Tomorrow the Supreme Court of the Unites States will consider an appeal by the state of Virginia on its ban on out of state petitioners. [UPDATE: The Supreme Court refused to take up the case (PDF). This means that the lower court ruling overturning the ban remains in place in Virginia and all other jurisdictions that have had such bans overturned.] This ban was challenged by the Libertarian Party of Virginia and the law banning the petitioners was overthrown by the Fourth Circuit Court.
Oklahoma had a similar law in effect, but its law was overturned and a repeal was forced. This was unfortunate for many in power in Oklahoma and specifically for Oklahoma Attorney General Scott Pruitt. Because of this, AG Scott Pruitt has filed an amicus brief in the Virginia case along with six other states asking the Supreme Court to uphold the ban on out of state petitioners.
If the Supreme Court upholds the ban, it would have the ramifications of making it far harder for alternative parties and citizens seeking to field a ballot question to fellow voters. If the law is overturned by the Supreme Court then Pruitt argues that the remedies left to the states to prevent fraud would be severely hampered. (PDF)
The States of Oklahoma, Hawaii, Idaho, Nebraska, Ohio, South Dakota and Wyoming as amici have an interest in the outcome of Charles Judd, et al. v. Libertarian Party of Virginia and Darryl Bonner because the States are vested with the responsibility for ensuring that ballot access, both in terms of initiative petitions and candidate petitions, are shielded from fraudulent behavior and that the integrity of these initiatives is preserved. To ensure these twin aims are met, many States have instituted residency requirements. Yet, despite recognizing that these interests are compelling, a number of courts have nevertheless declared residency requirements insufficiently narrowly tailored to these compelling interests, and have therefore ruled that residency requirements unconstitutionally infringe on circulators’ First Amendment rights. These courts have based their determinations on an exaggerated reading of this Court’s precedents, leaving States with a few, ineffectual means of combating the harms toward which residency requirements are aimed. The amici urge this Court to accept review in this case.
Part of Pruitt’s concern is that the electoral and petition process will be usurped by out of state interests. His concern is that single issue campaigns will come in and change laws and the constitution without having to deal with the fall out.
Nevertheless, “a major fear of citizens in states with ballot initiatives is that out-of-state special interest groups will come into their state and change the political climate by enacting laws and altering constitutions while avoiding any of the negative effects such changes could create.” Therefore, the integrity of the initiative is integral to continued direct democracy within the State. The same is true for candidate petitions.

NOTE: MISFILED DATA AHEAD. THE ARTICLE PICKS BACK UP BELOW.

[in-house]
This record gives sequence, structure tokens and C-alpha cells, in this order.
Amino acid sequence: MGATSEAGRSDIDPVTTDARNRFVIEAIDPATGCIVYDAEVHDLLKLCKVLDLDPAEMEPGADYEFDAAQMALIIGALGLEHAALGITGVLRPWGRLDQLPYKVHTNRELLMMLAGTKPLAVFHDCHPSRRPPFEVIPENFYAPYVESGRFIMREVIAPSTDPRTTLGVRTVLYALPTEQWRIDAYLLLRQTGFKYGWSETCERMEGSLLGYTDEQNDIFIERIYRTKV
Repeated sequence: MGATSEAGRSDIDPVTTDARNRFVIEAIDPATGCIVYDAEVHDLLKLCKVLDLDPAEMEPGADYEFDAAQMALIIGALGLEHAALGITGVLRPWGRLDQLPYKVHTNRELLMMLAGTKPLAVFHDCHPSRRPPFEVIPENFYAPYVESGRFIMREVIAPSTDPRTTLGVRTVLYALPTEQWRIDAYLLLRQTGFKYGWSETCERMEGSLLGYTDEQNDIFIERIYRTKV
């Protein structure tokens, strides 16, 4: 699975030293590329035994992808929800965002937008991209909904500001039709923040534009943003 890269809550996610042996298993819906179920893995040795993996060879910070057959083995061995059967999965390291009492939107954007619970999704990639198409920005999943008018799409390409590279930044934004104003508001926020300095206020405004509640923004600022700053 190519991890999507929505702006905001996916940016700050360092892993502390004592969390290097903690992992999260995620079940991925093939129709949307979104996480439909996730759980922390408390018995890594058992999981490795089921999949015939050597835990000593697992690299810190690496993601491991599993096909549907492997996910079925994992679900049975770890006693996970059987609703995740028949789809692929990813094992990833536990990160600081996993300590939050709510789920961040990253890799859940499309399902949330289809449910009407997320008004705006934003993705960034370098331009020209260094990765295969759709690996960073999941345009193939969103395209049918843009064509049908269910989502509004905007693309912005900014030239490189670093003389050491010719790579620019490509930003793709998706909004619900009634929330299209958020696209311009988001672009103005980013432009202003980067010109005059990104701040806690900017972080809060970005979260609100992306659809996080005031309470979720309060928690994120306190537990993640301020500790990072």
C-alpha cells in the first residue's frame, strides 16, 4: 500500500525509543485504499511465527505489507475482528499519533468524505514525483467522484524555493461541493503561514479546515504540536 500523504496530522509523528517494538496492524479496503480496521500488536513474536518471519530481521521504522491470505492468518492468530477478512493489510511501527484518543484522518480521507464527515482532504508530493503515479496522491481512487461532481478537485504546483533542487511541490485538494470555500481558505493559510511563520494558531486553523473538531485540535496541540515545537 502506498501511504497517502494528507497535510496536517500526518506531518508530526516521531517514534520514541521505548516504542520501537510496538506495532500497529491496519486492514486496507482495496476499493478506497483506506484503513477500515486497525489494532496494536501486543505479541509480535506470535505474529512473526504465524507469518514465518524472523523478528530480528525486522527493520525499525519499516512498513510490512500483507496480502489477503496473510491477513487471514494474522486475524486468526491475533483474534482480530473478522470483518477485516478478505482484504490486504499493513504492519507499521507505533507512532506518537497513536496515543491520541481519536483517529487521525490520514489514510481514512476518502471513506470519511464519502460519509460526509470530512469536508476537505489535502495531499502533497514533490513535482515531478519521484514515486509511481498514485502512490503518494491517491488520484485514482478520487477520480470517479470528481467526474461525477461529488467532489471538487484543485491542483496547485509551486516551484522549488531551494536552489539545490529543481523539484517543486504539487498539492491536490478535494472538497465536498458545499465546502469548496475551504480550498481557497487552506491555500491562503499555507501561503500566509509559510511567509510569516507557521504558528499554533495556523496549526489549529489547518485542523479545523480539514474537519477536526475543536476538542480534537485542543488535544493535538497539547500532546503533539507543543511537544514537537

However, we can look back at recent elections to see that Pruitt’s stated fears have no merit. In 2010, the only citizen petition to be granted a ballot question was SQ744 which would have changed the way the state funds education. This question was highly criticized as being funded and pushed by the national teachers unions. Despite the strong national support from a strong union, the question failed to pass a vote of the people. This situation shows that even if a national interest groups successfully gets a question on the ballot, it would still need to garner state support to pass. If the people of the state are not interested in the national interest, then it would certainly not be harmed by the allowance of out of state petitioners.
Pruitt also closes that statement by saying that candidate petitions are also at danger of such national meddling. Yet, Pruitt fails to understand Oklahoma’s current candidacy climate. Oklahoma has a system in which independent candidates can pay a fee rather than circulate a petition. In fact, the only line on the ballot that does not include a fee instead of a petition is that of President. Considering the national importance of the Presidency, it would make sense to leave the petitioning for President open for national parties and groups to fund the petition process.
Of course, if Pruitt really wants to weaken national interests in the state, perhaps the better plan of action is to strengthen the citizens in the state. The process for forming a new party is extremely burdensome without the support of national parties. If the process were easier for those in the state, they would be less reliant on out of state petitioners. The same goes for the initiative petition process. With requirements of 8% of the last statewide vote for proposed laws and 15% for constitutional amendments, the process could be made easier for the citizenry. The same could be done with the formation of new parties which require a petition of 5% of the last statewide election. If the citizens had greater access to the ballot, then the power of out of state interests would be weakened dramatically.
for more information: Judd vs Libertarian Party of Virginia